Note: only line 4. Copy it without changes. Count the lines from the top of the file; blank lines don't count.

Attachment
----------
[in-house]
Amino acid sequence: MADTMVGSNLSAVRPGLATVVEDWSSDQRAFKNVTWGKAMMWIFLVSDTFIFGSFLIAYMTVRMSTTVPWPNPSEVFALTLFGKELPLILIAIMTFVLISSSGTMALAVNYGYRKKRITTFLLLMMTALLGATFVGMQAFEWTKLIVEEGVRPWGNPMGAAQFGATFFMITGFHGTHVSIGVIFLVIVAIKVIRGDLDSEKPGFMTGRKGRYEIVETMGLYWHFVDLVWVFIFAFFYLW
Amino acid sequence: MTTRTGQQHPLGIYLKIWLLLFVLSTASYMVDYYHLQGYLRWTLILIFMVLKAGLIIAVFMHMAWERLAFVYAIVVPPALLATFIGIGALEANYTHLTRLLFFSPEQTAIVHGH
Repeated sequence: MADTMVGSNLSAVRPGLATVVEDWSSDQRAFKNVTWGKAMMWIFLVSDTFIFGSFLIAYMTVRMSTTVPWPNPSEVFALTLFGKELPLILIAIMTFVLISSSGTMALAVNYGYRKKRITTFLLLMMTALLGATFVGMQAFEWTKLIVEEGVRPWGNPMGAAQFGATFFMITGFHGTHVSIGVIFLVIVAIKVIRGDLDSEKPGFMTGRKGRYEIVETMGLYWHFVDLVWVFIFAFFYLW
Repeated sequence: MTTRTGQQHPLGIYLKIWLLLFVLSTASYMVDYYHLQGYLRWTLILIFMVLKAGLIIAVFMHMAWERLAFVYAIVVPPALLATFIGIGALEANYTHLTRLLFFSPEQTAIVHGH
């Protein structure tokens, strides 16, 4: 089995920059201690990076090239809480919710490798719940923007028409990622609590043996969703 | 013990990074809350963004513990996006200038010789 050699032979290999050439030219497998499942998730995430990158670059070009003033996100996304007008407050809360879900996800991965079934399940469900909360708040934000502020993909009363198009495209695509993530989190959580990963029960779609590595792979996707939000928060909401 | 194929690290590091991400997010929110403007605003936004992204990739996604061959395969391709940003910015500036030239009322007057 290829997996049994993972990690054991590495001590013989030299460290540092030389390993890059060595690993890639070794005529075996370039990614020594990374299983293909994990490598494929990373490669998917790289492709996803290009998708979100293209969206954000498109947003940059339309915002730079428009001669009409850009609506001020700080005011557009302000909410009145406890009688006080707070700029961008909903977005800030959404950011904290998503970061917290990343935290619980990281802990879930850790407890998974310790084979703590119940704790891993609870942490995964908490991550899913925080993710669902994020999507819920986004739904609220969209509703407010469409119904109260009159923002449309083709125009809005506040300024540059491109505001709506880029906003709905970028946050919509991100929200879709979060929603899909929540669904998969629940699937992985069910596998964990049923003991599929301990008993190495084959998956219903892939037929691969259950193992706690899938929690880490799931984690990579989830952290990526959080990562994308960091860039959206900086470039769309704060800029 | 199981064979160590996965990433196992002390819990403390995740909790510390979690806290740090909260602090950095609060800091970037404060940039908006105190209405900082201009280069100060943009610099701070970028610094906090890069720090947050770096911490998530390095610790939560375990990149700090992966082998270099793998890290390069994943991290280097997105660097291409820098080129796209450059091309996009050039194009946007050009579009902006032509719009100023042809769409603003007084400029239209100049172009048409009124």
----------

Repeated sequence: MADTMVGSNLSAVRPGLATVVEDWSSDQRAFKNVTWGKAMMWIFLVSDTFIFGSFLIAYMTVRMSTTVPWPNPSEVFALTLFGKELPLILIAIMTFVLISSSGTMALAVNYGYRKKRITTFLLLMMTALLGATFVGMQAFEWTKLIVEEGVRPWGNPMGAAQFGATFFMITGFHGTHVSIGVIFLVIVAIKVIRGDLDSEKPGFMTGRKGRYEIVETMGLYWHFVDLVWVFIFAFFYLW